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Wednesday 23 August 2017
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Snow season shrinking at alarming pace

The winter is shrinking and the overall precipitation during the season, particularly snow, is decreasing at an alarming rate in the “Queen of Hills”, making a White Christmas and a White New Year for which it has been famous, a rarity in recent years.

The disastrous impact of excessive and unregulated construction and indiscriminate felling of trees on the fragile hill environment has been brought out for the first time by a study conducted by scientists of the Meteorological Department. The winter in Shimla, which extended from November to March until the mid-1980s, has shrunk drastically. While climate change in the normal course is a slow process and a minimum period of 30 years has to be studied to draw conclusions, the weather pattern has undergone a sea change in the erstwhile summer capital of India since 1991 with the snow season shrinking at a rate of 11 days per decade.

The decadal average precipitation from December to March has declined from 283.9 mm (1991-92 to 2000-01) to 235.1 mm (2001-02 to 2010-11) and the percentage of snowfall to total precipitation has also come down from 39 to 30. The decadal average of snow has plummeted from 109.4 mm to 68.1 mm. More importantly, the pattern of snowfall is also changing and snowfall has been decreasing in December, January and March and the maximum precipitation is being recorded in February.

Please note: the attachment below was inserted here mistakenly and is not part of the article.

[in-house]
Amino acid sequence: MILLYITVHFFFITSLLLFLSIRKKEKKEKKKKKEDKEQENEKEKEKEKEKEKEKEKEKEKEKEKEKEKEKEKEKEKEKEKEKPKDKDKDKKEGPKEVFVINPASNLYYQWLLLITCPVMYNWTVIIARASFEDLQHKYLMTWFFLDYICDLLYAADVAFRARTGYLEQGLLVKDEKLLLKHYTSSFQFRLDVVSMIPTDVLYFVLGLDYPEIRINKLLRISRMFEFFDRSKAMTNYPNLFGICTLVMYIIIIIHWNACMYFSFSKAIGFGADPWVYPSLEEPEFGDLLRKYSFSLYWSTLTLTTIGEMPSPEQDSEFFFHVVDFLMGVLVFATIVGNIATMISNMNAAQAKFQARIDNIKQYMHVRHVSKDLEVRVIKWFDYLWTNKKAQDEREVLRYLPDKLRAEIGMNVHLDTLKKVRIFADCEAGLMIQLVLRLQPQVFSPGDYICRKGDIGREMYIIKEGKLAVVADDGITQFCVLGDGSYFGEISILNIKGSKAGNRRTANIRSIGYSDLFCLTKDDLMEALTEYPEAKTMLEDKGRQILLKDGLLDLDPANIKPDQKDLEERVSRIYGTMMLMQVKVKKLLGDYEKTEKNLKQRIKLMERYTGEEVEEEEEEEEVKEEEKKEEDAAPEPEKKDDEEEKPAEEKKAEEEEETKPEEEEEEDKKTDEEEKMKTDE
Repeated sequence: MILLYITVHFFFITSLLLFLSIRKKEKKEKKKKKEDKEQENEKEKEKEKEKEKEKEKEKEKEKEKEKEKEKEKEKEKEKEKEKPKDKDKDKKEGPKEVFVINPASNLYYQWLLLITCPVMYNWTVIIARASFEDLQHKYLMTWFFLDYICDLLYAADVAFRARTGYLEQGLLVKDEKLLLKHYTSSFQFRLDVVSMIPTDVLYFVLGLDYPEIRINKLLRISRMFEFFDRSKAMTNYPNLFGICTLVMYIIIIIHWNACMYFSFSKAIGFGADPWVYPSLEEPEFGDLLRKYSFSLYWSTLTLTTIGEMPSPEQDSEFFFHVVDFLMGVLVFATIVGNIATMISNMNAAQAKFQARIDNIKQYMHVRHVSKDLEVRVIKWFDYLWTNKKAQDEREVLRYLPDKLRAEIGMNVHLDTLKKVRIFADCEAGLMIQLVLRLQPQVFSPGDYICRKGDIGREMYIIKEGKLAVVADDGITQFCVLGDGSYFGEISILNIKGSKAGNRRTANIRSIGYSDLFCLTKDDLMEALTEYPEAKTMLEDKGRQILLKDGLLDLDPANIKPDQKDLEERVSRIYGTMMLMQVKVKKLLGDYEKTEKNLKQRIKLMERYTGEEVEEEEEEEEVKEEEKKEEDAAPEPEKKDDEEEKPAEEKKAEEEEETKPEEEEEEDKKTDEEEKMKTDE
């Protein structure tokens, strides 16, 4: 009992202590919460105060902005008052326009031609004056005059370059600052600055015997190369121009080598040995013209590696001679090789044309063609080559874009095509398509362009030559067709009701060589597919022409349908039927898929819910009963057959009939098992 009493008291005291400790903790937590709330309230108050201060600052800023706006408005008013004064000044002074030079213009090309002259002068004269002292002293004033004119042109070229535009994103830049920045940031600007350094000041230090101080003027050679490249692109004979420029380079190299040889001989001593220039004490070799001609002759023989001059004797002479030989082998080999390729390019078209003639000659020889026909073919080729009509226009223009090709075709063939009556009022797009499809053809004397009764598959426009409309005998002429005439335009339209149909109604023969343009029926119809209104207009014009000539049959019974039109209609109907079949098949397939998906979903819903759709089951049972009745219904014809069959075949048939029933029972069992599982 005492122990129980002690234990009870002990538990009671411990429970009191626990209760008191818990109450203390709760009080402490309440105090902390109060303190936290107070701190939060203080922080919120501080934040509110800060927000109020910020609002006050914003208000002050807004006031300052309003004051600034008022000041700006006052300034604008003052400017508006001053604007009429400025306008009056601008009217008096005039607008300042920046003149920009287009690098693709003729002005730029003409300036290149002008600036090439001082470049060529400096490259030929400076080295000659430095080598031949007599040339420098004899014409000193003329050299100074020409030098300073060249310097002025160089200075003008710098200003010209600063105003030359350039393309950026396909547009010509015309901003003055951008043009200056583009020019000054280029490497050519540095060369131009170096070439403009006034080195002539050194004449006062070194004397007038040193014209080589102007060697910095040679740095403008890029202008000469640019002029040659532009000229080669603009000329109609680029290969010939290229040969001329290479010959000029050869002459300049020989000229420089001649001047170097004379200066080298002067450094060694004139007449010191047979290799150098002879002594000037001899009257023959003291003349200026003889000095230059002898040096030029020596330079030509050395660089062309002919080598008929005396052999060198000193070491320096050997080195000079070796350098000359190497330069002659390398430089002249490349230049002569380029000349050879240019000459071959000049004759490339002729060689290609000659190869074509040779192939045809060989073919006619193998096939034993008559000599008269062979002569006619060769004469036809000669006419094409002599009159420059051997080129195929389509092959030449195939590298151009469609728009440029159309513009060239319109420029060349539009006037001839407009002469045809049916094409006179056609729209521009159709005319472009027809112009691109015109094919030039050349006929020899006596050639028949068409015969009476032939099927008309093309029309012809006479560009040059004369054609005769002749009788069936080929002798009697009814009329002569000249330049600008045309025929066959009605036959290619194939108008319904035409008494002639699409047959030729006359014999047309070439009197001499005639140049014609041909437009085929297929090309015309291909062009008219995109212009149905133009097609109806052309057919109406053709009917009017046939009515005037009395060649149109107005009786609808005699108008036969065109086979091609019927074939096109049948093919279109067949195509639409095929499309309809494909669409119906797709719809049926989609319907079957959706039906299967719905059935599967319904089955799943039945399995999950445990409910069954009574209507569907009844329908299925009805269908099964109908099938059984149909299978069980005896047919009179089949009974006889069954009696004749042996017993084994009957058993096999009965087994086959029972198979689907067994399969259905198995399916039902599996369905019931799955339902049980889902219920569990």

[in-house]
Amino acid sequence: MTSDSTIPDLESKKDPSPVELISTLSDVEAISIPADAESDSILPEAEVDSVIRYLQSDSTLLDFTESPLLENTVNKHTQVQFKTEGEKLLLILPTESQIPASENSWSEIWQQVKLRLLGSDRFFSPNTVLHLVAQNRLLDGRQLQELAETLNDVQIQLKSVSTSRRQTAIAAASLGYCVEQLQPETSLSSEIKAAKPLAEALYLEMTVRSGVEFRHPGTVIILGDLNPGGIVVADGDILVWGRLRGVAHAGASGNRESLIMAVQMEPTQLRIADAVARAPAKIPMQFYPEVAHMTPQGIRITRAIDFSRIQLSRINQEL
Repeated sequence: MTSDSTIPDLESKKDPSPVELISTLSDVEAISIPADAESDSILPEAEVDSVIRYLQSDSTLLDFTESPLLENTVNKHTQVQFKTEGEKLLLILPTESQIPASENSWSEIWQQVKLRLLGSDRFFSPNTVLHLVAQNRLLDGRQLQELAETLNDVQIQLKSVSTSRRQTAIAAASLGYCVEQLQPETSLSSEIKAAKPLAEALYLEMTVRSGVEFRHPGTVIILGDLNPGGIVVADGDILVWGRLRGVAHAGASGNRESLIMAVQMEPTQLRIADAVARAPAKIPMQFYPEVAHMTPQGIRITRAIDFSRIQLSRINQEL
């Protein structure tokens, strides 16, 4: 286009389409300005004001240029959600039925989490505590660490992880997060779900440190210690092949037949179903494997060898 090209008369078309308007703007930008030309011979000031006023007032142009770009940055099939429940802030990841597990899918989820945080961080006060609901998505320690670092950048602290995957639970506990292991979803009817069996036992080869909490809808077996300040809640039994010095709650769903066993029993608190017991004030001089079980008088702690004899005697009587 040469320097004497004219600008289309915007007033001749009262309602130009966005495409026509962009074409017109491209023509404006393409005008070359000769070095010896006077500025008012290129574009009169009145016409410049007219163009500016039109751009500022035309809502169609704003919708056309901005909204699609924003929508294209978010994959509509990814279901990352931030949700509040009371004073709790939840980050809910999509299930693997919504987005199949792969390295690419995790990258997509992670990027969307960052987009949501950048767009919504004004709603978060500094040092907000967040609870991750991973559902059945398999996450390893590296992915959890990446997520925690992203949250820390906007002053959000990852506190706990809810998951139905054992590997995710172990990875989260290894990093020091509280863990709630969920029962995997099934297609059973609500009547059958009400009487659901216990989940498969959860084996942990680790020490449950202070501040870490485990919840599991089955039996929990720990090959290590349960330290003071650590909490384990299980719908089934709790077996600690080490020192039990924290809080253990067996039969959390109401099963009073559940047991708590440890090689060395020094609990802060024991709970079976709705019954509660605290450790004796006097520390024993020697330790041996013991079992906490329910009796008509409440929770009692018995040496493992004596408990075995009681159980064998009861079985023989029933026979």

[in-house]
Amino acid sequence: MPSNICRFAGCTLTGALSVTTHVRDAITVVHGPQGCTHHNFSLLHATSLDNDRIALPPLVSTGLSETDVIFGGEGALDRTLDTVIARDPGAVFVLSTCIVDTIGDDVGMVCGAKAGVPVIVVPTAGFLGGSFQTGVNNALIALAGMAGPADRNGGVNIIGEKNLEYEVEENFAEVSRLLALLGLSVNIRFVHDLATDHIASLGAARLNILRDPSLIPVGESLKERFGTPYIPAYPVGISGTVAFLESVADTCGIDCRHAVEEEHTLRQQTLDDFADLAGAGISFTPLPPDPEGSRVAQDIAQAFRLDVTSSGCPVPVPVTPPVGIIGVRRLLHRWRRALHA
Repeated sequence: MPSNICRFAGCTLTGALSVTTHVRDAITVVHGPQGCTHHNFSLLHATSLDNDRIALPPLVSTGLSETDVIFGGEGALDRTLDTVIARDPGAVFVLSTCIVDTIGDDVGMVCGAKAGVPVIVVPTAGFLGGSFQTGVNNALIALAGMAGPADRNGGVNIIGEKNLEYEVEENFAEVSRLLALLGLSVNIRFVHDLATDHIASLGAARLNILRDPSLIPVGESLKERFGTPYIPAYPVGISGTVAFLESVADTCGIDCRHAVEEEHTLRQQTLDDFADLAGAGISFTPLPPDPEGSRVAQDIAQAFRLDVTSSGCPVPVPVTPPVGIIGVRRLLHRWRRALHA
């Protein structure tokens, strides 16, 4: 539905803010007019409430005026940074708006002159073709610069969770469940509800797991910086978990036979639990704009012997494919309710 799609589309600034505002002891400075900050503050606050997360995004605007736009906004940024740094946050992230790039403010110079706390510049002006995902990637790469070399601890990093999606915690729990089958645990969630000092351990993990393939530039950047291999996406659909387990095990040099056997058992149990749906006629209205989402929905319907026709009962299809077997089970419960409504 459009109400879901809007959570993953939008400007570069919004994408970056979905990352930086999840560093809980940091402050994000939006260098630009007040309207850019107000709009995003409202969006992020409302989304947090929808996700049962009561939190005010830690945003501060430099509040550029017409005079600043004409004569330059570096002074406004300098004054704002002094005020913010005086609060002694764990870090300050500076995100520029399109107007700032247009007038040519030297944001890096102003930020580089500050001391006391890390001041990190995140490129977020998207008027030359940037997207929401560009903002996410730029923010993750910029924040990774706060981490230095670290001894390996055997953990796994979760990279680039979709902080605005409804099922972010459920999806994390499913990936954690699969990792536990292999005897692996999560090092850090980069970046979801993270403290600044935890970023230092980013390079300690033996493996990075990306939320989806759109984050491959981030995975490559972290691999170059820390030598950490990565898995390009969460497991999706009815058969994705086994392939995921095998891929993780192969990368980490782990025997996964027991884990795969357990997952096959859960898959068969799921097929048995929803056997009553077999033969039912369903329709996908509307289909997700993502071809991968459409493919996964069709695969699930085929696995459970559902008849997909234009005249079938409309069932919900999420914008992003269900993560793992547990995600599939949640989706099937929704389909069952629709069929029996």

The research paper by SC Bhan and Manmohan Singh published in the Journal of Agro-meteorology reveals that the quantum of snow has come down and most of the precipitation was in the form of rain. The total precipitation has declined from 28.3 mm to 25.8 mm in December but snowfall decreased drastically from 9.9 mm to 1.4 mm. Similarly, the precipitation (snow) declined from 85.9 mm to 54.9 ( 49.5 mm to 26.1 mm) in January , from 87.2 mm to 82 mm (8.2 mm to 5.3 mm) in February and from 82.5 mm to 72 .4 mm (8.2 mm to 5.3 mm) in March. The seasonal total precipitation and snow showed a decrease of 90 mm and 57 mm per decade, respectively.

The average beginning of snowfall was found to be January 1 (latest January 20) and the average cessation of the season February 21(latest March 26), which explains why snowfall has been eluding the hill station on Christmas and New Year’s Eve. The average number days with snow in the season has come down to 8.2, with a maximum of 3.0 days in February. The highest number 20 days was recorded in the 1994-95 season. The snow season has shrunk as is evident from the fact that the average duration between the first and last snowfall has come down from 58.6 days (1991-2000) to 44.4 days (2001-2011).

The two meteorologists conclude that the change in the weather pattern will affect the river flows which in turn have an adverse impact on agriculture and horticulture in the region.

This article is taken from The Tribune online edition, published on 14th December 2011.



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